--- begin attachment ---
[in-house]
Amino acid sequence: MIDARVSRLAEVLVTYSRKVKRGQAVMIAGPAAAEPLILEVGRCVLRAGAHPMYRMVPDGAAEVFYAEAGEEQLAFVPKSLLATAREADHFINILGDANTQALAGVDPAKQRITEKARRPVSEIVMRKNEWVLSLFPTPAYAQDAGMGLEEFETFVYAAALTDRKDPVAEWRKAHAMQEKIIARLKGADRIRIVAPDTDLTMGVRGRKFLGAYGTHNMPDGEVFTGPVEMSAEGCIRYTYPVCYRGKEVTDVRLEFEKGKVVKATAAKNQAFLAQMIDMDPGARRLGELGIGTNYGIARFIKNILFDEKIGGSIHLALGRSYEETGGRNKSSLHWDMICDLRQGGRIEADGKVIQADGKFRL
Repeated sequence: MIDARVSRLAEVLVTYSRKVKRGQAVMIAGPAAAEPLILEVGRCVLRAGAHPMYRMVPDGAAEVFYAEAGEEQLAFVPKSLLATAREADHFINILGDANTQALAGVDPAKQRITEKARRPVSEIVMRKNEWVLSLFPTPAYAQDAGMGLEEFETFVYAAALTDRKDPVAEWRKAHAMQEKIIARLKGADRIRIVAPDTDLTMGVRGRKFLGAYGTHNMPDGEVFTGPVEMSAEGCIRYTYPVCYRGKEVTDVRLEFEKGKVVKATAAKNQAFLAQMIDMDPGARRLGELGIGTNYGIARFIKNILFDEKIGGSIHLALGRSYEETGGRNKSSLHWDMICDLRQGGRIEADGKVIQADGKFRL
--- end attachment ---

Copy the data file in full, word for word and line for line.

[in-house]
Amino acid sequence: MIDARVSRLAEVLVTYSRKVKRGQAVMIAGPAAAEPLILEVGRCVLRAGAHPMYRMVPDGAAEVFYAEAGEEQLAFVPKSLLATAREADHFINILGDANTQALAGVDPAKQRITEKARRPVSEIVMRKNEWVLSLFPTPAYAQDAGMGLEEFETFVYAAALTDRKDPVAEWRKAHAMQEKIIARLKGADRIRIVAPDTDLTMGVRGRKFLGAYGTHNMPDGEVFTGPVEMSAEGCIRYTYPVCYRGKEVTDVRLEFEKGKVVKATAAKNQAFLAQMIDMDPGARRLGELGIGTNYGIARFIKNILFDEKIGGSIHLALGRSYEETGGRNKSSLHWDMICDLRQGGRIEADGKVIQADGKFRL
Repeated sequence: MIDARVSRLAEVLVTYSRKVKRGQAVMIAGPAAAEPLILEVGRCVLRAGAHPMYRMVPDGAAEVFYAEAGEEQLAFVPKSLLATAREADHFINILGDANTQALAGVDPAKQRITEKARRPVSEIVMRKNEWVLSLFPTPAYAQDAGMGLEEFETFVYAAALTDRKDPVAEWRKAHAMQEKIIARLKGADRIRIVAPDTDLTMGVRGRKFLGAYGTHNMPDGEVFTGPVEMSAEGCIRYTYPVCYRGKEVTDVRLEFEKGKVVKATAAKNQAFLAQMIDMDPGARRLGELGIGTNYGIARFIKNILFDEKIGGSIHLALGRSYEETGGRNKSSLHWDMICDLRQGGRIEADGKVIQADGKFRL